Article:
Under Canada’s Personal Information Protection and Electronic Documents Act (PIPEDA), organizations that collect personal information must inform users about their privacy practices. Some examples of personal information include age, name, ID numbers and income.
2. Terms and Conditions
There is no a legal requirement to have Terms and Conditions on your site. That doesn’t mean that you don’t need one. If you are ever sued by a visitor to your site, you would point to your Terms and Conditions as a way to limit your liability. If there are no Terms and Conditions, you’ve just created an uphill battle for yourself in court. There is no way to prove the contractual terms between visitor and the website owner, if there are no Terms and Conditions.
Among other terms, your website Terms and Conditions are the place where you can do the following:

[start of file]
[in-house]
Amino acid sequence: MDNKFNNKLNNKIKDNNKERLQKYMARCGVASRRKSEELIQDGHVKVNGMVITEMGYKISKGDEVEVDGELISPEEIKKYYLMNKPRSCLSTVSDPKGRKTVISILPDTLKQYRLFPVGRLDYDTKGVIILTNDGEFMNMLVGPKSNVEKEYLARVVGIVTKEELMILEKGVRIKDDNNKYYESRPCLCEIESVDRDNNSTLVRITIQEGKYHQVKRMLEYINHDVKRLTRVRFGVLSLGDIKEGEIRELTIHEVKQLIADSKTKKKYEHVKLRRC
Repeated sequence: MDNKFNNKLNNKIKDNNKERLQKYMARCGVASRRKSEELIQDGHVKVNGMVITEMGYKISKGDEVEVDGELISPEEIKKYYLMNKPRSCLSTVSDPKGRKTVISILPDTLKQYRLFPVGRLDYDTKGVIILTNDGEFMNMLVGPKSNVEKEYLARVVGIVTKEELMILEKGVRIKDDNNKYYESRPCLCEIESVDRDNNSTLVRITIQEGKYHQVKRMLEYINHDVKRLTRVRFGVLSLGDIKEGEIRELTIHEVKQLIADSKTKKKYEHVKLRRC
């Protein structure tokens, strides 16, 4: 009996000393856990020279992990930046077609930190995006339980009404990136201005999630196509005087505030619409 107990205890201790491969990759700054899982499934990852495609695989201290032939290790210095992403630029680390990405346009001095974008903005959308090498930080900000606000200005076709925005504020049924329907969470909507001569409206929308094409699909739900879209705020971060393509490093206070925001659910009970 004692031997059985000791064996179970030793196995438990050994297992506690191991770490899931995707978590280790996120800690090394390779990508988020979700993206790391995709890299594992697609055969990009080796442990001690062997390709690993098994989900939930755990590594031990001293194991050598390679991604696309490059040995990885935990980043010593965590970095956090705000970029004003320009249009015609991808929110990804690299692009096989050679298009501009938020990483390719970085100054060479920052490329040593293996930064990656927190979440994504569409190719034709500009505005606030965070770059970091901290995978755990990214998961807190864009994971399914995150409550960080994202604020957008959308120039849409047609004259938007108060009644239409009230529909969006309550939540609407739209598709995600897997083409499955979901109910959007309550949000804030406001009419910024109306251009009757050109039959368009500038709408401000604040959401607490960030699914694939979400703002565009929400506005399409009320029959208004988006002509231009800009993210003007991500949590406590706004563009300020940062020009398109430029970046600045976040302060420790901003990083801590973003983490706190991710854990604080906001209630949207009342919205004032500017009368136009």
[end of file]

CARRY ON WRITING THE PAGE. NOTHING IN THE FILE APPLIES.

- Limitation of Liability: if a visitor to your site takes you to court, this provision sets out how your liability is limited. It could be limited to a dollar amount and/or exclude types of damages.
- Content: this allows you to set who owns the content (i.e. images, copy, text, etc.) on the site
- Governing Law: you want to ensure that the terms of the website are governed by the law where your business is located and with which you are familiar.
Fees to have these documents drafted by a lawyer vary quite a bit. For those of you that are cost conscious, I have created DIY templates for business owners who do not want to pay the hourly fees of a lawyer but want templates that are reliable and legal. I sell them as digital downloads so all you need to do is enter your relevant information, set up links to these documents on your site and then move on, knowing that your website is legally set. Click here for more information.